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CfP: Colonial Girlhood/Colonial Girls (June 13-15, 2012, University of Melbourne)
full name / name of organization:
Michelle Smith/University of Melbourne and Kristine Moruzi/University of Alberta
firstname.lastname@example.org or email@example.com
Colonial Girlhood/Colonial Girls Conference
Settler colonies and colonies of occupation, such as Canada, Australia, New Zealand, India, Ireland, South Africa, and the Caribbean, held out the possibility for girls to experience freedom from, and the potential to reconfigure, British norms of femininity. ‘Colonial Girlhood/Colonial Girls’ seeks to draw together international scholars for a multi-disciplinary examination of how colonial girlhood was constructed, and redefined, in both British and colonial texts and cultures. Since girlhood in the nineteenth and early twentieth centuries extends from childhood to the age of marriage, it represents a complex category encompassing various life stages and kinds of femininity, as well as differences based on class and race.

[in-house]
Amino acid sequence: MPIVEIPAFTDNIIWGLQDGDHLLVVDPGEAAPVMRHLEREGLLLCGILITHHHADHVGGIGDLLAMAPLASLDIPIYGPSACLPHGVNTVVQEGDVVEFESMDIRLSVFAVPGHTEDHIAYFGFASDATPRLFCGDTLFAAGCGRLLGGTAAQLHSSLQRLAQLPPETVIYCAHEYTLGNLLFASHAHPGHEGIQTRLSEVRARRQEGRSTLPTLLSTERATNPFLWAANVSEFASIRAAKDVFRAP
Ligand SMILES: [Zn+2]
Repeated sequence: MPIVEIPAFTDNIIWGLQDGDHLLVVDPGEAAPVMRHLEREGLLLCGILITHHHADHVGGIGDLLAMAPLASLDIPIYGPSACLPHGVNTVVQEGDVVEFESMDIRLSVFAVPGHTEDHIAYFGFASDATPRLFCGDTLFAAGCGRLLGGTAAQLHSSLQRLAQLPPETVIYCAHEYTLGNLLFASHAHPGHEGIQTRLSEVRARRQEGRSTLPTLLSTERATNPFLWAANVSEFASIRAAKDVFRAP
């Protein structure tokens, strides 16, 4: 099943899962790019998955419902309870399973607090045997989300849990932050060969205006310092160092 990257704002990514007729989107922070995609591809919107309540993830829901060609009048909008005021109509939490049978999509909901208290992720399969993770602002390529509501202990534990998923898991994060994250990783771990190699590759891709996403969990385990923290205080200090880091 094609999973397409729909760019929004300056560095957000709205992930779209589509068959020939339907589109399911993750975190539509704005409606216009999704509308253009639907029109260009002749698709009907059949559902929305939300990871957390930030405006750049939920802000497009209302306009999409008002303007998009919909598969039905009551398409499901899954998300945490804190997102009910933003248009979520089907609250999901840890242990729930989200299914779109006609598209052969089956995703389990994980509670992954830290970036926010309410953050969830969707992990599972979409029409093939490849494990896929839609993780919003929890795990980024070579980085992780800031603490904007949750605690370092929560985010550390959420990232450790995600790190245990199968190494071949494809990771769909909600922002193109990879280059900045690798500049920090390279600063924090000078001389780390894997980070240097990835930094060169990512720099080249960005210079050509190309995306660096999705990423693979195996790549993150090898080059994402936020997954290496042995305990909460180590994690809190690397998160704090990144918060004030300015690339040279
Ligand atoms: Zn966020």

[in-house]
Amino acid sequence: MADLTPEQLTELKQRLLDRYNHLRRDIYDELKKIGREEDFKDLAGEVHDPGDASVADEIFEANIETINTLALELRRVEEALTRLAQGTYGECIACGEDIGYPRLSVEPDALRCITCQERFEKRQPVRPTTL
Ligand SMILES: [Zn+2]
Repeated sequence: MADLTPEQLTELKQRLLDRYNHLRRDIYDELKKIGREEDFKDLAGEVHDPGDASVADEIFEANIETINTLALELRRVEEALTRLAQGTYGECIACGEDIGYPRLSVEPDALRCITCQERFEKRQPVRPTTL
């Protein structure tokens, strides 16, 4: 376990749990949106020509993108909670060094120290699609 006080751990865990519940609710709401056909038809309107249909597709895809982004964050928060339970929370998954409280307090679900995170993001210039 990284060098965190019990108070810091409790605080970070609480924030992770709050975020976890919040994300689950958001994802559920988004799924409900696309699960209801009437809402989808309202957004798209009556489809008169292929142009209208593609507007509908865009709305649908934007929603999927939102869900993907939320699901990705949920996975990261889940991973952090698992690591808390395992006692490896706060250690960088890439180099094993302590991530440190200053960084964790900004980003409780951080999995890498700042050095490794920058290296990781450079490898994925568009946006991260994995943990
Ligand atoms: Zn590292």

Colonial girls occupy an ambivalent and sometimes contested position in British and settler societies, They are sometimes seen as a destabilizing force that challenges conventional expectations of girls or as a disruption that can, and must, be contained. The emergent writings of British-born settlers about and for girls, which were usually published in England, contribute a further degree of complexity to the developing picture of the colonial girl. These texts both perpetuate and occasionally challenge British imperial and gender ideologies, reflecting loyalties torn between “home” and new dominions.
Across national boundaries, the malleability of colonial girlhoods is evident. In British print culture, Indian girls were often represented as victims of an unenlightened culture that offered poor educational opportunities, and Irish girls were frequently ‘hot-headed’ and untamed. In each national context, the workings of colonialism produced different models of idealised girlhood, from which Indigenous girlhoods were often marginalised.
Crucially, the Empire itself was in a state of dramatic flux across what is often called Britain’s “imperial century”. The Empire grew substantially in size and in population in the nineteenth century and its expansion was integral to eventual movements toward independence for white settler societies. Imaginings of Empire and girlhood are both subject to radical change across the century, and reading the intersections and synergies in these transformations will prove mutually illuminating
Scholars from Art History, English, Cultural Studies, History, Indigenous Studies, Education and cognate fields are invited to submit proposals that engage with any aspect of the intersection of British colonialism and girlhood in the period 1815-1930. Papers may be inspired by, but are certainly not limited to, the following themes: